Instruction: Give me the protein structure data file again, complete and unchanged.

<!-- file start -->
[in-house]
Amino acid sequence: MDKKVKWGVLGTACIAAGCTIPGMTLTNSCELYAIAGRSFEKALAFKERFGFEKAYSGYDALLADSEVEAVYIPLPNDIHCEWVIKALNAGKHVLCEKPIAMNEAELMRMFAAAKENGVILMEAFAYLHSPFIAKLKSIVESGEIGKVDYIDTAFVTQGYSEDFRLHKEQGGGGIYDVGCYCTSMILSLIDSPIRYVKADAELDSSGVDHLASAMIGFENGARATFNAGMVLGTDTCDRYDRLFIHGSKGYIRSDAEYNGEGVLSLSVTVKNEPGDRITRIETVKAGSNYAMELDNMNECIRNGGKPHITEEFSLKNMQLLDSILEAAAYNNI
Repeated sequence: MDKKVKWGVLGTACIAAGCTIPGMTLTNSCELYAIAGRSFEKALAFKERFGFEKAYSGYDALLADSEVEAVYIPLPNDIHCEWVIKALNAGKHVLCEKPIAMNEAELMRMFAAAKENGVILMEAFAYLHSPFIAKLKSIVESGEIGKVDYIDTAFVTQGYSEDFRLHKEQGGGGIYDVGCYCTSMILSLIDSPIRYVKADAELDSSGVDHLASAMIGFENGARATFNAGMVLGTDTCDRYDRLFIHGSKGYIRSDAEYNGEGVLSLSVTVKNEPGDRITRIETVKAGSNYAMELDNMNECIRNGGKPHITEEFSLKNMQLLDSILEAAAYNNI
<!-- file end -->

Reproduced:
[in-house]
Amino acid sequence: MDKKVKWGVLGTACIAAGCTIPGMTLTNSCELYAIAGRSFEKALAFKERFGFEKAYSGYDALLADSEVEAVYIPLPNDIHCEWVIKALNAGKHVLCEKPIAMNEAELMRMFAAAKENGVILMEAFAYLHSPFIAKLKSIVESGEIGKVDYIDTAFVTQGYSEDFRLHKEQGGGGIYDVGCYCTSMILSLIDSPIRYVKADAELDSSGVDHLASAMIGFENGARATFNAGMVLGTDTCDRYDRLFIHGSKGYIRSDAEYNGEGVLSLSVTVKNEPGDRITRIETVKAGSNYAMELDNMNECIRNGGKPHITEEFSLKNMQLLDSILEAAAYNNI
Repeated sequence: MDKKVKWGVLGTACIAAGCTIPGMTLTNSCELYAIAGRSFEKALAFKERFGFEKAYSGYDALLADSEVEAVYIPLPNDIHCEWVIKALNAGKHVLCEKPIAMNEAELMRMFAAAKENGVILMEAFAYLHSPFIAKLKSIVESGEIGKVDYIDTAFVTQGYSEDFRLHKEQGGGGIYDVGCYCTSMILSLIDSPIRYVKADAELDSSGVDHLASAMIGFENGARATFNAGMVLGTDTCDRYDRLFIHGSKGYIRSDAEYNGEGVLSLSVTVKNEPGDRITRIETVKAGSNYAMELDNMNECIRNGGKPHITEEFSLKNMQLLDSILEAAAYNNI